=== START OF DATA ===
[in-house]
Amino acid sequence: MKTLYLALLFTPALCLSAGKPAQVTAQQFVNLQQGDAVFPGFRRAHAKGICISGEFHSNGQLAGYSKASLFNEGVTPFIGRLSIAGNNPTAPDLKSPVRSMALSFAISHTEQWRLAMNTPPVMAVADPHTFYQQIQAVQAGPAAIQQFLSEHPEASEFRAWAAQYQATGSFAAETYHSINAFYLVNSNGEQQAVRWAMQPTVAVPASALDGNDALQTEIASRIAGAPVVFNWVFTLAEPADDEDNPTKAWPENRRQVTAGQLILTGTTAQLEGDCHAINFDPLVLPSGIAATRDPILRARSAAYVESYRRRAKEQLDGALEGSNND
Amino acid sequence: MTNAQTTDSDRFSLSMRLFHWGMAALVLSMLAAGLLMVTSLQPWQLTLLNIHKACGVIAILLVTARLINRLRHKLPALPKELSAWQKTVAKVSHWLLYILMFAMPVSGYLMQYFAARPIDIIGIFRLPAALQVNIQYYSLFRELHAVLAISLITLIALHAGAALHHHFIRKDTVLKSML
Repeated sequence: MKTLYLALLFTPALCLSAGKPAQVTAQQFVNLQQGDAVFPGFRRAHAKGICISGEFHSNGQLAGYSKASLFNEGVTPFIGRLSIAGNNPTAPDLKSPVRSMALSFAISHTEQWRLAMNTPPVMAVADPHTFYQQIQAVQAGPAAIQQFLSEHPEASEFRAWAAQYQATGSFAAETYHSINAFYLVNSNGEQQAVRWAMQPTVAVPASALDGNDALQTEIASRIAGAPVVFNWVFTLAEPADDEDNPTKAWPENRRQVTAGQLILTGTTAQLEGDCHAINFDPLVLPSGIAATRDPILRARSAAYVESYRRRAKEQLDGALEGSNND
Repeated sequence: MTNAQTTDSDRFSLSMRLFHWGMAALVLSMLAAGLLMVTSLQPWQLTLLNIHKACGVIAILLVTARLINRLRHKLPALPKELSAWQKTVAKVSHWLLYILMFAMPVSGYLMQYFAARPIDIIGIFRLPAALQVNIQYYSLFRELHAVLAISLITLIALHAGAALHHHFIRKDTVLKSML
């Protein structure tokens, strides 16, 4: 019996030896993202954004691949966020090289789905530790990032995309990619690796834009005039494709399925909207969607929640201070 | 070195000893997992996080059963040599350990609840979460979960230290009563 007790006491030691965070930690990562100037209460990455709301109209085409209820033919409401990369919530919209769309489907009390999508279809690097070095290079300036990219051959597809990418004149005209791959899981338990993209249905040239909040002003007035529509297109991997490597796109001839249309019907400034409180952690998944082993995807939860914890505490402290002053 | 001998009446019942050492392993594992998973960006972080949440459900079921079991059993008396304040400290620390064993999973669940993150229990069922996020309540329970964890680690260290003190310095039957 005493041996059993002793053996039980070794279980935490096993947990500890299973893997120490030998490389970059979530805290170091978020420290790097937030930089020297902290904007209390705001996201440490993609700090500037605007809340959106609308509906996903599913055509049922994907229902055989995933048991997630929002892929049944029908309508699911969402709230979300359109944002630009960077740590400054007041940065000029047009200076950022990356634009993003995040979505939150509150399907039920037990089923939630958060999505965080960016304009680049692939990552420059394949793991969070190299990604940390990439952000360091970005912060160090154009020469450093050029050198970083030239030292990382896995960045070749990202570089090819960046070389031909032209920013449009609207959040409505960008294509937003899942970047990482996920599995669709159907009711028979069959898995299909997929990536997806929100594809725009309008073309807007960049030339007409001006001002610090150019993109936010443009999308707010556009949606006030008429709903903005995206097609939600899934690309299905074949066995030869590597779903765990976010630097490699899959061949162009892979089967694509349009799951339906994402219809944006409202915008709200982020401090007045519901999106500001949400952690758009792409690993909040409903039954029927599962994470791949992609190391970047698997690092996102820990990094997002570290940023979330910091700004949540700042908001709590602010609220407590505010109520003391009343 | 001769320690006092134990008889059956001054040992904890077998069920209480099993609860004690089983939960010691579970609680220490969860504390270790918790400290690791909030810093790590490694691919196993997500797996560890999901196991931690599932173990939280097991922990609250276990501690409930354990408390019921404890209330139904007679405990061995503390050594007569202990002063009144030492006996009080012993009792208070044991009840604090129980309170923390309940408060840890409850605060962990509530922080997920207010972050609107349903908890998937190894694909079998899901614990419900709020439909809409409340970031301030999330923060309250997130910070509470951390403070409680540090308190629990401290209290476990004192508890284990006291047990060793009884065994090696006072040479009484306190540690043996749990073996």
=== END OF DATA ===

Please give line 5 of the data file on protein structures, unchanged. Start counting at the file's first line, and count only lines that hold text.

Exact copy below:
Repeated sequence: MTNAQTTDSDRFSLSMRLFHWGMAALVLSMLAAGLLMVTSLQPWQLTLLNIHKACGVIAILLVTARLINRLRHKLPALPKELSAWQKTVAKVSHWLLYILMFAMPVSGYLMQYFAARPIDIIGIFRLPAALQVNIQYYSLFRELHAVLAISLITLIALHAGAALHHHFIRKDTVLKSML